Initiative Advances Seismic Performance Of Steel Floor And Roof Diaphragms
Washington, DC - A significant research project encompassing five years of work with over $2 million of industry and National Science Foundation (NSF) funding has concluded, with results that significantly advance the seismic performance of steel floor
and roof diaphragms.
During the Steel Diaphragm Innovation Initiative (SDII), researchers at three major universities reengineered steel diaphragms for seismic performance, considering them as a system that works as an integral part of a building. The work has resulted in
the adoption of new provisions in seismic codes and standards that will increase the already high level of seismic safety of steel buildings, lead to more efficient design, and enhance steel as the material of choice for sustainable seismic solutions.
SDII also provided a long-term roadmap to further innovative pathways and solutions that will ensure efficient, robust, resilient steel building systems, with specific focus on the role of the floor and roof system in the seismic performance of steel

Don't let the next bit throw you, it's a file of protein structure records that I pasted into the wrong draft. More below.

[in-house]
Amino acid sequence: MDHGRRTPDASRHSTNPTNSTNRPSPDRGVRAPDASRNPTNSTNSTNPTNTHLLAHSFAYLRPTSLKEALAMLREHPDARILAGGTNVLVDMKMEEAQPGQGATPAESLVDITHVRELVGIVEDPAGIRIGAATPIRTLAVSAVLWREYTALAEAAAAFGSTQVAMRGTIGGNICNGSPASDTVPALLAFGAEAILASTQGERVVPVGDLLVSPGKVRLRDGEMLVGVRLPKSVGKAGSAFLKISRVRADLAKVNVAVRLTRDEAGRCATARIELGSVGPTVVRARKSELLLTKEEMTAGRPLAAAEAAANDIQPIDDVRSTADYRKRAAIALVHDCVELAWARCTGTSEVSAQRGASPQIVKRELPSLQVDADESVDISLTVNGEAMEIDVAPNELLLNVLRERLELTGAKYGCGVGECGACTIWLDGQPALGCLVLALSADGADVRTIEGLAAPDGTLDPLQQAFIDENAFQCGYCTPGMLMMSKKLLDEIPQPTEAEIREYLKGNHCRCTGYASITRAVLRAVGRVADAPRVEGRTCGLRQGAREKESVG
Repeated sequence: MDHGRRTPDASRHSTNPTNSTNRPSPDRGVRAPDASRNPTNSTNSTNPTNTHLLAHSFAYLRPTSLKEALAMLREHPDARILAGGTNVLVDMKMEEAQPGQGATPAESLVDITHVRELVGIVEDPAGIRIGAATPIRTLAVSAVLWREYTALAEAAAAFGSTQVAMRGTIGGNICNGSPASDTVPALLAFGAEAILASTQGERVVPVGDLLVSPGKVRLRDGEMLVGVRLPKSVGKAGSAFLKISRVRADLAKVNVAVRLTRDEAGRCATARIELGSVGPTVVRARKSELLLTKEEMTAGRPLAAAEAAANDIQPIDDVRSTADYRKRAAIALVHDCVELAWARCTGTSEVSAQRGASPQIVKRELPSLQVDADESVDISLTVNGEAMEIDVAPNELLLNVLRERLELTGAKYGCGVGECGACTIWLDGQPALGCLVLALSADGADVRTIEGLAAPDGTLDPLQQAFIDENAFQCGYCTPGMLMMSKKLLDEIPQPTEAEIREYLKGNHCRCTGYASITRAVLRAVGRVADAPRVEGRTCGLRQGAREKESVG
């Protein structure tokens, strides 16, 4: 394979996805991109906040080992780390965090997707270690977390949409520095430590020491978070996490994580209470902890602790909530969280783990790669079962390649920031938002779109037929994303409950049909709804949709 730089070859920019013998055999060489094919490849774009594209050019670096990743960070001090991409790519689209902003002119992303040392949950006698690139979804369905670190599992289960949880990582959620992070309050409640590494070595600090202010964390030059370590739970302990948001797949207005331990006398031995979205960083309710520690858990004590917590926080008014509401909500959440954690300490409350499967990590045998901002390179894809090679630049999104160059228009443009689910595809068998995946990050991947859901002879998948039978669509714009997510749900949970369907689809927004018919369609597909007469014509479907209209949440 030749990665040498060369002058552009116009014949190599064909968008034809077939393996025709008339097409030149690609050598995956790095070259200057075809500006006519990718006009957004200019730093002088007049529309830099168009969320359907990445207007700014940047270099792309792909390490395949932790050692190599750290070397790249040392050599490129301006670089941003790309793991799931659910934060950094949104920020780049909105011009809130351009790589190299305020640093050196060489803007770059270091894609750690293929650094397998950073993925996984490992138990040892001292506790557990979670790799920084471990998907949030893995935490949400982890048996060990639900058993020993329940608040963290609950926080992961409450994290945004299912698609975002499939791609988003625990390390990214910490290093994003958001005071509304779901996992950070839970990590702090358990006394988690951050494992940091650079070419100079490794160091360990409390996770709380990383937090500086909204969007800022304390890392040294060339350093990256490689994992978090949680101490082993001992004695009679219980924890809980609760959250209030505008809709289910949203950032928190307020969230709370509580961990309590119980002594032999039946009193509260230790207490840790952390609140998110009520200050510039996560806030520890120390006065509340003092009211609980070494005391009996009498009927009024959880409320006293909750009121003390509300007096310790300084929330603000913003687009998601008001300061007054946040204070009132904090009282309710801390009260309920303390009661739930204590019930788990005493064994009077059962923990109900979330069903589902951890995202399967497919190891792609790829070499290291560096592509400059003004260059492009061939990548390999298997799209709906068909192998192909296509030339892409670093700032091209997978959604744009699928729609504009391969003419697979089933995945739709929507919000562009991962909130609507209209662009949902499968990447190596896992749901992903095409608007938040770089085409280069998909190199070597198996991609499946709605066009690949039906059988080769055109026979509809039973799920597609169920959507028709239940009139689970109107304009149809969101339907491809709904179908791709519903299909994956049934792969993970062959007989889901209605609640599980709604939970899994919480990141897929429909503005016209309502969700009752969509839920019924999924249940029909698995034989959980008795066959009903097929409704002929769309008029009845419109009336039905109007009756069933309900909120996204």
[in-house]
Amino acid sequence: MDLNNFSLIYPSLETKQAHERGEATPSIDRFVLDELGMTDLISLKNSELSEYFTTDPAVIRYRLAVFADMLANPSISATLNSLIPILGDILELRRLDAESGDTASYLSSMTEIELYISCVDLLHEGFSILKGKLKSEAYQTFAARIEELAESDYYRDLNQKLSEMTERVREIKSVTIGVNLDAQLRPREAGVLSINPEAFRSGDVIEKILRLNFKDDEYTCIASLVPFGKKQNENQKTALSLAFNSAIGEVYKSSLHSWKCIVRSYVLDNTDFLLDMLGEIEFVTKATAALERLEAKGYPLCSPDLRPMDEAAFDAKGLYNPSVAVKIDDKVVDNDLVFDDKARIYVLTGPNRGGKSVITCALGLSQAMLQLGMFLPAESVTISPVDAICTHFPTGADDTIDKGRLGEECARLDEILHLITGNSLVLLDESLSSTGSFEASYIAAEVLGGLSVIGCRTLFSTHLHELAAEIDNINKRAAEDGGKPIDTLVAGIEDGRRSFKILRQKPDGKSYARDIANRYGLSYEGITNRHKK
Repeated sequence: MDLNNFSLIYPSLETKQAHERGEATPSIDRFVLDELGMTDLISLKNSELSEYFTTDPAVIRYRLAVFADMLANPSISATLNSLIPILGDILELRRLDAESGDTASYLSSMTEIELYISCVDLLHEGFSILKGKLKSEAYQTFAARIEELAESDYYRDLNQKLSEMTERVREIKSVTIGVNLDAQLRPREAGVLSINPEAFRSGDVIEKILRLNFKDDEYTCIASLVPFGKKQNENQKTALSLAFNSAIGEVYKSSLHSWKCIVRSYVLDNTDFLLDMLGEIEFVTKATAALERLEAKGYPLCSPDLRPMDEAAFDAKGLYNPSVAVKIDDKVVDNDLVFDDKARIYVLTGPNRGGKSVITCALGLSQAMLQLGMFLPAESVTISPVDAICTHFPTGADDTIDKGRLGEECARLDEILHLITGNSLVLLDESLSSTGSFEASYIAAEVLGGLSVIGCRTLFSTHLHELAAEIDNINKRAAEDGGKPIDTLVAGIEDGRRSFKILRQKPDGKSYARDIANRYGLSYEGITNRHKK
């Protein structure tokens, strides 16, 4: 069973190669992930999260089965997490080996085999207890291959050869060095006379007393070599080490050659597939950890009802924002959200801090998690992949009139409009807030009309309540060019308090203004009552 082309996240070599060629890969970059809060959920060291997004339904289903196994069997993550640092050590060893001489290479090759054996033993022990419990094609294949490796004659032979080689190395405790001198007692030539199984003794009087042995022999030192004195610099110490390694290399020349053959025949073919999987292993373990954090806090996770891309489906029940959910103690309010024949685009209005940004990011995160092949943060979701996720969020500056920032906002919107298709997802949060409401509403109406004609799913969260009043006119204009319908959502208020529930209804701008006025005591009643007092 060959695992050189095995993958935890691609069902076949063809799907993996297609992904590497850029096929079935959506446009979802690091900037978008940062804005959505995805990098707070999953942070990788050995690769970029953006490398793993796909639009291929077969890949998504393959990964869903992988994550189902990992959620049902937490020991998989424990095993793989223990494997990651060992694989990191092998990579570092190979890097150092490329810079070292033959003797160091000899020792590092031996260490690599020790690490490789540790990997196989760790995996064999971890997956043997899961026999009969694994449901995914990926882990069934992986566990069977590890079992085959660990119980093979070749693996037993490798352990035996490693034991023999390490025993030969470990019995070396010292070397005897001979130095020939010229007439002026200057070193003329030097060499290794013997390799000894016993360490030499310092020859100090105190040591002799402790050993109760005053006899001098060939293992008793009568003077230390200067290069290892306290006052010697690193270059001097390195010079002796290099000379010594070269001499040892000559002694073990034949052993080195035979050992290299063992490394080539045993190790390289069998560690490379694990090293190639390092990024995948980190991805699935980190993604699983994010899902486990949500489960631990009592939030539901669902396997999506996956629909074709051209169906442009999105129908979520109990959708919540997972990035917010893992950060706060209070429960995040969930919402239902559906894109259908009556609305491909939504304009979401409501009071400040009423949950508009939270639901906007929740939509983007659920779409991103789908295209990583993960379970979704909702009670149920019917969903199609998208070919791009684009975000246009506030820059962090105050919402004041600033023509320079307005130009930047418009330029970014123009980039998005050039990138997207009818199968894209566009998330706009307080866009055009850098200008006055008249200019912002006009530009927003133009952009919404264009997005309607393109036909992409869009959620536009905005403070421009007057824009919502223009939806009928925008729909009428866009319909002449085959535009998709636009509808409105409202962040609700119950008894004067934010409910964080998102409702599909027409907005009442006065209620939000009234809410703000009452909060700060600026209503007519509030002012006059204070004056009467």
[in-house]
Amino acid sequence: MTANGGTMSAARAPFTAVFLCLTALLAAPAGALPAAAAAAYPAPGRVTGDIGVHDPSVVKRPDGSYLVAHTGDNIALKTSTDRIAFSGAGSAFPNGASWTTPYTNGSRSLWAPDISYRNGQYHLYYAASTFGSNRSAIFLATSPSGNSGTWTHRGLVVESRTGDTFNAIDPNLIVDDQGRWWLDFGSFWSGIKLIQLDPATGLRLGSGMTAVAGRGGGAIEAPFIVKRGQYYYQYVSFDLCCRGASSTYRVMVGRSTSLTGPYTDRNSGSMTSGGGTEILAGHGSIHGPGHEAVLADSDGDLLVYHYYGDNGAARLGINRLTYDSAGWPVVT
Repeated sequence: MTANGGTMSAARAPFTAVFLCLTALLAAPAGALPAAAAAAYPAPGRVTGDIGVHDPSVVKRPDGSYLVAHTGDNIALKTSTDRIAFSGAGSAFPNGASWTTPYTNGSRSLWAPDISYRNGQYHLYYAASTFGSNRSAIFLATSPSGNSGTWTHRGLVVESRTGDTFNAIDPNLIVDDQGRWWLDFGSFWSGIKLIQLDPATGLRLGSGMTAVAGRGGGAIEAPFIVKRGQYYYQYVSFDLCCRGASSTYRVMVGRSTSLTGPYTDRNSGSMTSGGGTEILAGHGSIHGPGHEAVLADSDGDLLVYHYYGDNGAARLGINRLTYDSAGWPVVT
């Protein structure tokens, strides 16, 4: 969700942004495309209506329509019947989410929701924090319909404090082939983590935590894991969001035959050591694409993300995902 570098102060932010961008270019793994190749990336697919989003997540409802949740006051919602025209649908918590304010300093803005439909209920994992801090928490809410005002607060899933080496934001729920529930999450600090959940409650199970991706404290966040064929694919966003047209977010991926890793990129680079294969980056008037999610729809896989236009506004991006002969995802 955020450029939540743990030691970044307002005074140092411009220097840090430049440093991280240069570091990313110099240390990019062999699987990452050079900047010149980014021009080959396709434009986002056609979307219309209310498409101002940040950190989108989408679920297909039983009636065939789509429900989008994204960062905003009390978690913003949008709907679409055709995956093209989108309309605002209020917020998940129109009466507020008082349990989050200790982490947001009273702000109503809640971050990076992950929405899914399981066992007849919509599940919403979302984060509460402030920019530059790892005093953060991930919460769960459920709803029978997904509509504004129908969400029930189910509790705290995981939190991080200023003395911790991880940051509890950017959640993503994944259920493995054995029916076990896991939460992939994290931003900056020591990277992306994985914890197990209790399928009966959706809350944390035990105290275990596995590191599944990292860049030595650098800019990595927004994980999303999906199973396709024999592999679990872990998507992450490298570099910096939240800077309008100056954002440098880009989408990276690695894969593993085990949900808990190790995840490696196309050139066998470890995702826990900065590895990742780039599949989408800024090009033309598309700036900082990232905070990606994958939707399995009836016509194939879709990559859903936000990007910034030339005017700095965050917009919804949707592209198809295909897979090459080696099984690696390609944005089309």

buildings, in the future.
Steel deck diaphragms have a number of strengths—low weight, use of recycled material, competitive cost, and potential redundancies from a large number of connection points between the diaphragm and other structural elements. In addition, steel
diaphragm systems may be realized across a wide range of stiffness (from bare steel deck to concrete-filled floor and roof systems), giving designers a great deal of flexibility.
However, prior to SDII the available data was not gathered together and largely focused on the strength of isolated systems instead of ductility or whole-building performance. The SDII set out to advance the seismic performance of steel floor and roof
diaphragms used in steel buildings through better understanding of diaphragm-structure interaction, new design approaches, and new three-dimensional modeling tools. Its final report is available for free download at https://bit.ly/3mgEC9p, and a one-hour seminar summarizing SDII activities was recently provided online at NASCC: The Virtual Steel Conference, available to view at https://bit.ly/3yk4RkW.
The SDII was created in 2015 when the American Iron and Steel Institute (AISI) partnered with the American Institute of Steel Construction (AISC), Metal Building Manufacturers Association (MBMA), Steel Deck Institute (SDI), Steel Joist Institute (SJI)
and the Cold-Formed Steel Research Consortium (CFSRC), which includes researchers from Johns Hopkins University, Virginia Tech, Northeastern University and Walter P. Moore.
More information can be found at www.steeli.org.